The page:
Darwin — a hot potato?

Somebody pinch me, please — surely, I must be dreaming. According to the British Telegraph, a recent film about Charles Darwin (Creation, chosen to open the Toronto International Film Festival on 10 September) didn’t find an American distributor because — his theory of evolution is too controversial for American audiences. Christian websites apparently denounce Darwin as a racist and father of Nazism, declaring that evolution is blasphemy, that the bible is right and God created the Earth in six days. And it’s only some 6,000 years old and not, as scientists claim, 4 1/2 billion years. How do they know this? The biblical record is accepted as a reliable historical basis of interpreting empirical data. I’m not kidding; follow the link at your own risk — you’ll find some mind-boggling nonsense.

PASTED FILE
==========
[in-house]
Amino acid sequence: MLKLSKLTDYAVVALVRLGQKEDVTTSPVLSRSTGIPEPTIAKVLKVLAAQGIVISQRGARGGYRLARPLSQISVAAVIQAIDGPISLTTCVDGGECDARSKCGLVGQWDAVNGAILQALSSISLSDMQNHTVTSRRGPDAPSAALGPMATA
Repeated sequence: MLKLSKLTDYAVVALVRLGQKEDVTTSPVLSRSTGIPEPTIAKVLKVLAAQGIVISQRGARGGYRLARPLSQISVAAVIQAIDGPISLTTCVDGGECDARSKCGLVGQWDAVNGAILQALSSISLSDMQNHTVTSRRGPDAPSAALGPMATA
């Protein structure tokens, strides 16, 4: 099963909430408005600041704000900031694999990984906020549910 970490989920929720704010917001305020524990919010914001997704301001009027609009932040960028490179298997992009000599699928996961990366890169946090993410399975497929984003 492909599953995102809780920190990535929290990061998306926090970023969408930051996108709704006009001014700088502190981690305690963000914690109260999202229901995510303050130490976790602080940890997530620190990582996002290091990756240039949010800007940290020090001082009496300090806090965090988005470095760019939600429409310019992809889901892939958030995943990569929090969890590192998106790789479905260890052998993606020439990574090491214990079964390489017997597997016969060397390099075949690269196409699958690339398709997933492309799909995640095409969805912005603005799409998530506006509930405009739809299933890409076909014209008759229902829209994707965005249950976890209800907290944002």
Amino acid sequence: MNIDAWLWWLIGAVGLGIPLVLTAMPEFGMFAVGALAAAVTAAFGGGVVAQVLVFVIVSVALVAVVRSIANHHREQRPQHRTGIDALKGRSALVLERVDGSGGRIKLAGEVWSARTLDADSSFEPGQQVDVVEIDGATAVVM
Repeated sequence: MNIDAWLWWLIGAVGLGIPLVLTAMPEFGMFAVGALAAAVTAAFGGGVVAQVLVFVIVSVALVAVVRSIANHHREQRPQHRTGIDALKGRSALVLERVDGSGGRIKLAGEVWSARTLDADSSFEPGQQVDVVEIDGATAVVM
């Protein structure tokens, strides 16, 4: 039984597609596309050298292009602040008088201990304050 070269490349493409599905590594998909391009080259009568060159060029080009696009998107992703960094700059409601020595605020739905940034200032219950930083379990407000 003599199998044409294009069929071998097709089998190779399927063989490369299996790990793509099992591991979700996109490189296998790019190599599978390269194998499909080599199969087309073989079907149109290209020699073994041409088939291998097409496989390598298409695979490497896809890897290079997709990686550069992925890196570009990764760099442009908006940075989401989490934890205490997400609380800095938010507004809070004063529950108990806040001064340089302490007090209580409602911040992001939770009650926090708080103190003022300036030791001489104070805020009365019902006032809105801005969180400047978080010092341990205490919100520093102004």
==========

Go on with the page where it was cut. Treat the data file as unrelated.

But back to the movie which received excellent critical reviews and is based on a book by Darwin’s great-great-grandson, Randal Keynes. It explores the relationship between Darwin and his daughter Annie whose early death deeply affected his views on religion. Apparently, an Indie distributor finally picked up the movie, and it is to be released in the U.S. in January 2010. The controversy surely will increase revenues at the box office.

Still, the fact remains that religious beliefs, and extreme ones in particular, play a huge role in American culture. If you look at some of the comments to the Telegraph article or at the IMDb message boards, your blood starts curdling. What makes this seem so hopeless is the fact that rational arguments, by definition, are useless in the case of belief cults. Theirs is a stupid God, and he always needs to have the last word.


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